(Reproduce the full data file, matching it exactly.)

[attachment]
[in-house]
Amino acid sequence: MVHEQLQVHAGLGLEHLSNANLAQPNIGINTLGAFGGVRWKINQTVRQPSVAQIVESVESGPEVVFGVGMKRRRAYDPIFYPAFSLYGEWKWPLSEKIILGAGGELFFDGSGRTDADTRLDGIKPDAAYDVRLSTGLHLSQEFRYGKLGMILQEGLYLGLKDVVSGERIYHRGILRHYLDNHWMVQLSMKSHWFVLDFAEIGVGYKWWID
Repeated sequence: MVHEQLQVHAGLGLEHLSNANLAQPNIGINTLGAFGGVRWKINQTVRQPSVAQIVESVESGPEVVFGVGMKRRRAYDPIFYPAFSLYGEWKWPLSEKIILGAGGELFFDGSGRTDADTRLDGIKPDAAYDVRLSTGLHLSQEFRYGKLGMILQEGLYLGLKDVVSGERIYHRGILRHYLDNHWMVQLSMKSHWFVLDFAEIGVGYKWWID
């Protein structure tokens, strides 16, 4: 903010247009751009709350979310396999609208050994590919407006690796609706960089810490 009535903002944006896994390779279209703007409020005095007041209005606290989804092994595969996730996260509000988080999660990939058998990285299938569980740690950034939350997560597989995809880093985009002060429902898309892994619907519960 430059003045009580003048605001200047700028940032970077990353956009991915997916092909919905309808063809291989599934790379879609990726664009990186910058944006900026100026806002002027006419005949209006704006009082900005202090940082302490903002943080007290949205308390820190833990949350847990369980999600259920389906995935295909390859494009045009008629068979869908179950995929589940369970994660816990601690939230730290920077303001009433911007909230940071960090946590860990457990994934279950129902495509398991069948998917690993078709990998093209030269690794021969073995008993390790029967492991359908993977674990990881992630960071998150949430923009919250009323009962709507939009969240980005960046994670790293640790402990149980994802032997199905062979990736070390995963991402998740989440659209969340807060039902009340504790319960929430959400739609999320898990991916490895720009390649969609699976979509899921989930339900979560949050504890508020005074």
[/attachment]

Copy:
[in-house]
Amino acid sequence: MVHEQLQVHAGLGLEHLSNANLAQPNIGINTLGAFGGVRWKINQTVRQPSVAQIVESVESGPEVVFGVGMKRRRAYDPIFYPAFSLYGEWKWPLSEKIILGAGGELFFDGSGRTDADTRLDGIKPDAAYDVRLSTGLHLSQEFRYGKLGMILQEGLYLGLKDVVSGERIYHRGILRHYLDNHWMVQLSMKSHWFVLDFAEIGVGYKWWID
Repeated sequence: MVHEQLQVHAGLGLEHLSNANLAQPNIGINTLGAFGGVRWKINQTVRQPSVAQIVESVESGPEVVFGVGMKRRRAYDPIFYPAFSLYGEWKWPLSEKIILGAGGELFFDGSGRTDADTRLDGIKPDAAYDVRLSTGLHLSQEFRYGKLGMILQEGLYLGLKDVVSGERIYHRGILRHYLDNHWMVQLSMKSHWFVLDFAEIGVGYKWWID
């Protein structure tokens, strides 16, 4: 903010247009751009709350979310396999609208050994590919407006690796609706960089810490 009535903002944006896994390779279209703007409020005095007041209005606290989804092994595969996730996260509000988080999660990939058998990285299938569980740690950034939350997560597989995809880093985009002060429902898309892994619907519960 430059003045009580003048605001200047700028940032970077990353956009991915997916092909919905309808063809291989599934790379879609990726664009990186910058944006900026100026806002002027006419005949209006704006009082900005202090940082302490903002943080007290949205308390820190833990949350847990369980999600259920389906995935295909390859494009045009008629068979869908179950995929589940369970994660816990601690939230730290920077303001009433911007909230940071960090946590860990457990994934279950129902495509398991069948998917690993078709990998093209030269690794021969073995008993390790029967492991359908993977674990990881992630960071998150949430923009919250009323009962709507939009969240980005960046994670790293640790402990149980994802032997199905062979990736070390995963991402998740989440659209969340807060039902009340504790319960929430959400739609999320898990991916490895720009390649969609699976979509899921989930339900979560949050504890508020005074």